I'm driving back home today after sleeping in three different beds over the past four days. I'd rate them C, C+, A. These grades are almost entirely dependent on the quality of sleep I had in each of the beds. Not the linens, not the size, not the comfort, although comfort is desirable. For me, there's also the intangible of proximity to toilet to consider. Particularly in a strange bedroom, or I should say unfamiliar bedroom. ("Strange" bedroom could conjure up all sorts of disturbing--or perhaps perverse or fascinating--images, one supposes.) Now that I've reached senior years, my aged internal plumbing requires more nocturnal attention than before. Oops, sorry. It's so easy for us old codgers to lapse into consideration of bowel/urinary matters. Forgive me.
To get back to the subject. You don't give much thought to sleeping if you get enough and it's good. For me, it's almost always both. But today on that drive home that I mentioned, I was listening to a past "This American Life" program about people who are afraid of going to sleep. Some of the reasons were what you might expect: bad dreams, sleepwalking, etc. But three of the people that Ira Glass talked with had horrifying tales. Two women talked about the experience of waking up to having a roach crawling in their ear! Imagine the condition of the housing these poor people lived in. The thought of such a thing makes me shudder. One lady described having to go to the hospital to have the damned thing removed. The other women said she used to stuff cotton in her ears to keep this from happening. She was pretty matter-of-fact about the whole thing. Apparently, having roaches crawl over the rest of her while she was sleeping was acceptable.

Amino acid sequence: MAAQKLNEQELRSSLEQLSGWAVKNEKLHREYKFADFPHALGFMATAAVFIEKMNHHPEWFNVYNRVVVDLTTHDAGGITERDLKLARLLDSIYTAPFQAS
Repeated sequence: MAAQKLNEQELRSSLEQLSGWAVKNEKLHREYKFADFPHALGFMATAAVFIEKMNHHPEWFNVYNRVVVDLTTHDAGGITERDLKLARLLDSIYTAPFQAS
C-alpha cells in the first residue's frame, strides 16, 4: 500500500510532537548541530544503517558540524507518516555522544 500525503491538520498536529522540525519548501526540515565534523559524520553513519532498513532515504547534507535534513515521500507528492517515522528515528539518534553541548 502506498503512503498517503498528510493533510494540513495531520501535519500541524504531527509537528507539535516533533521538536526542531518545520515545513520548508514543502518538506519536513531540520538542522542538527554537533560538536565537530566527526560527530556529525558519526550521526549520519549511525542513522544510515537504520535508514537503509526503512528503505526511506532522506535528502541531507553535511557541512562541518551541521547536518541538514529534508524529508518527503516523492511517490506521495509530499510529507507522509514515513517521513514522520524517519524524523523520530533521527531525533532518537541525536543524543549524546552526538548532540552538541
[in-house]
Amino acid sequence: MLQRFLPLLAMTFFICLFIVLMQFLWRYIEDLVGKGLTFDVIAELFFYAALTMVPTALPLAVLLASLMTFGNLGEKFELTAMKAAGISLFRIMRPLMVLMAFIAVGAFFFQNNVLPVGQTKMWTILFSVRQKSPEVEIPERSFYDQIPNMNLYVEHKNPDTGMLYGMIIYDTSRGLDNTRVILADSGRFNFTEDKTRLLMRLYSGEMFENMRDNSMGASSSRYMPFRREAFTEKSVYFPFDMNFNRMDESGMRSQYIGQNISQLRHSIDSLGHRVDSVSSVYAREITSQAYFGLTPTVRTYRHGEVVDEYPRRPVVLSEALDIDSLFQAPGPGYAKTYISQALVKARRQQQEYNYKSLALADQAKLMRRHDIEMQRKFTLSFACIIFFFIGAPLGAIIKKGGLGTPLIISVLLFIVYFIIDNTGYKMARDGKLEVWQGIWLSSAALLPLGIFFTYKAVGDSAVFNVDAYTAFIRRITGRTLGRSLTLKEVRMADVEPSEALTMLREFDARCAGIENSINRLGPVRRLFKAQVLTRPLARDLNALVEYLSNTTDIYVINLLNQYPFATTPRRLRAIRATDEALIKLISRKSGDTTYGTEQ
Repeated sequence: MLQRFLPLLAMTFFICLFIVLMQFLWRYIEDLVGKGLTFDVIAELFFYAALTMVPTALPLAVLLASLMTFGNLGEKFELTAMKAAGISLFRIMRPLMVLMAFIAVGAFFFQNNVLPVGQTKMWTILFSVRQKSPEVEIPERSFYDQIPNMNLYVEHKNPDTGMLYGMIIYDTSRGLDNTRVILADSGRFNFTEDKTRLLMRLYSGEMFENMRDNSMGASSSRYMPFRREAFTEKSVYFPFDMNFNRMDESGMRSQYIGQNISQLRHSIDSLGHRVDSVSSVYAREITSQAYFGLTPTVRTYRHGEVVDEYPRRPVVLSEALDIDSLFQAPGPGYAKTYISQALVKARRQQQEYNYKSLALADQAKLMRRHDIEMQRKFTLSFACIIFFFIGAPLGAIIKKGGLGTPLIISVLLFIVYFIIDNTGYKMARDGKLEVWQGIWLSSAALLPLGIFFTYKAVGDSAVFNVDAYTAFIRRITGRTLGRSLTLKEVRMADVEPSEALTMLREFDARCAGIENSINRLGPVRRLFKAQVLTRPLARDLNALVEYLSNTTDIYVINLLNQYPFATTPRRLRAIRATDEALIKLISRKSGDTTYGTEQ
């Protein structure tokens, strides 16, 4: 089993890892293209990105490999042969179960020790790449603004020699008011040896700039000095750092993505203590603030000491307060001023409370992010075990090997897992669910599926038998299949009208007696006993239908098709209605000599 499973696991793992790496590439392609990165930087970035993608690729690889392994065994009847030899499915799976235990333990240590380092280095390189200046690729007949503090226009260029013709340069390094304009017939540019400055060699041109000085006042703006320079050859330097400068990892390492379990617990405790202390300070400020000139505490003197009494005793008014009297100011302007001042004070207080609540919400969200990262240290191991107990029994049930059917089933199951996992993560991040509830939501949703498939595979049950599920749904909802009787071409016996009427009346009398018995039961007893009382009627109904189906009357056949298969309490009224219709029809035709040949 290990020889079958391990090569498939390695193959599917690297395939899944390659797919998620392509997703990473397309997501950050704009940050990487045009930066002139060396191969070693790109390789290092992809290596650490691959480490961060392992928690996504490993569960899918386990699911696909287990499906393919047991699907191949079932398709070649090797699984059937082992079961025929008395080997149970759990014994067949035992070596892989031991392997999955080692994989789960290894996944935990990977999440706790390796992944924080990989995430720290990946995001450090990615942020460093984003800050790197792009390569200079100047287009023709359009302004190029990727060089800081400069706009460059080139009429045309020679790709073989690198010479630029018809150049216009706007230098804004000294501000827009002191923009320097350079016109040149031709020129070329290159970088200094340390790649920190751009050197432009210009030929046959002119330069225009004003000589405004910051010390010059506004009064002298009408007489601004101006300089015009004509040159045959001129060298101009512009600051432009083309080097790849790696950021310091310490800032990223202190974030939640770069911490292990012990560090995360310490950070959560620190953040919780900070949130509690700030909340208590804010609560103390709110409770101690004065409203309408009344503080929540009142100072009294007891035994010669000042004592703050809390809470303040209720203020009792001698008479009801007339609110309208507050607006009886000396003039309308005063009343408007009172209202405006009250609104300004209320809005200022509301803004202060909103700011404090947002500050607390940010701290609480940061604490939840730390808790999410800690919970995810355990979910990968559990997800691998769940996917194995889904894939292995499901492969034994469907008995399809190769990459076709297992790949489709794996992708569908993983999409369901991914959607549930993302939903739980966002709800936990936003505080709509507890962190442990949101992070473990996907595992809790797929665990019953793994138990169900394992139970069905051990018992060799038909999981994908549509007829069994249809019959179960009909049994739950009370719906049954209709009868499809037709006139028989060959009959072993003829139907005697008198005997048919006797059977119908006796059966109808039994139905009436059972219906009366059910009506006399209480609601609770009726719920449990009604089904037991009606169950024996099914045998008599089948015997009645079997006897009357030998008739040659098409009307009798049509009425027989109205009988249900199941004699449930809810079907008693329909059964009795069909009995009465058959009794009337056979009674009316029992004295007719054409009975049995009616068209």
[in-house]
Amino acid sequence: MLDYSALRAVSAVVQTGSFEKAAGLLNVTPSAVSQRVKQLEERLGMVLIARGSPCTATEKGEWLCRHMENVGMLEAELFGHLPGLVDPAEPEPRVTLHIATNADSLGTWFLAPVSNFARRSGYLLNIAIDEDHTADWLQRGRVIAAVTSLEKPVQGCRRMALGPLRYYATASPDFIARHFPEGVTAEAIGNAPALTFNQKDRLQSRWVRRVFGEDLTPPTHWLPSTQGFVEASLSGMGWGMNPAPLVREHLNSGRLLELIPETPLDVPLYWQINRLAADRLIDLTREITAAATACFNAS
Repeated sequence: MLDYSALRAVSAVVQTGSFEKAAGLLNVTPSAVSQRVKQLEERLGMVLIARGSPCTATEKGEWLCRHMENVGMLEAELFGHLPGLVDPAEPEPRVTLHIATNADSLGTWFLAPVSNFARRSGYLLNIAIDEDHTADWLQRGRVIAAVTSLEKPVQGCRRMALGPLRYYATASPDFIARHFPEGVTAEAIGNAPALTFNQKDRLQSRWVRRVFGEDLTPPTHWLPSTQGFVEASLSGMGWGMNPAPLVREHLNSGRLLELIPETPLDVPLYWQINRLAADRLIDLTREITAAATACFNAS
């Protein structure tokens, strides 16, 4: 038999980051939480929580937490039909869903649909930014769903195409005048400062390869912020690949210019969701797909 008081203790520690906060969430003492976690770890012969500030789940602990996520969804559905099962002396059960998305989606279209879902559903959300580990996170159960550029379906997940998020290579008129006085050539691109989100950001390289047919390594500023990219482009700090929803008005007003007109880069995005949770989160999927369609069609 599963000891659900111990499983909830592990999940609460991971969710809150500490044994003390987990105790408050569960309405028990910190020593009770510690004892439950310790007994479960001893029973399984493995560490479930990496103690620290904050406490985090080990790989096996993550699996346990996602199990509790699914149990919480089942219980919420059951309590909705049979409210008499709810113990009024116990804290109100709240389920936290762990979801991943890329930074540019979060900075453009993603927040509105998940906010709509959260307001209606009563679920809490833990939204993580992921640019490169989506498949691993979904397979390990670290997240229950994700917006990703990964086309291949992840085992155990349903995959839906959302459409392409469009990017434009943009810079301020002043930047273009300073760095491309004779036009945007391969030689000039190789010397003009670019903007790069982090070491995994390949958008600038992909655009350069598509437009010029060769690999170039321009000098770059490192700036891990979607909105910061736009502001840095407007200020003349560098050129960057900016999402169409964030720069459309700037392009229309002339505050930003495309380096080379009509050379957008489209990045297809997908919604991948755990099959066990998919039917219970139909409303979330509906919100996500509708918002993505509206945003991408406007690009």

In the other case, a woman told about her house being infested with bedbugs. That's the little sucker pictured above. A literal sucker, because these insects suck the blood of warm-blooded animals. The one above is engorged with blood, as a matter of fact. Again, makes me shiver. Apparently, getting rid of these bugs is well-nigh impossible. They nest in dark crevices in furniture and in rugs. An adult can live for a year without feeding. Maybe so, but you better believe they are hungry after you come home from a long vacation.
So here's a question you might want to think about, especially if you aren't particularly afraid of going to sleep at night: would the prospect of having a roach crawl in your ear or being a feast for a swarm of vampire bedbugs at night keep you from sleeping? Don't answer too quickly.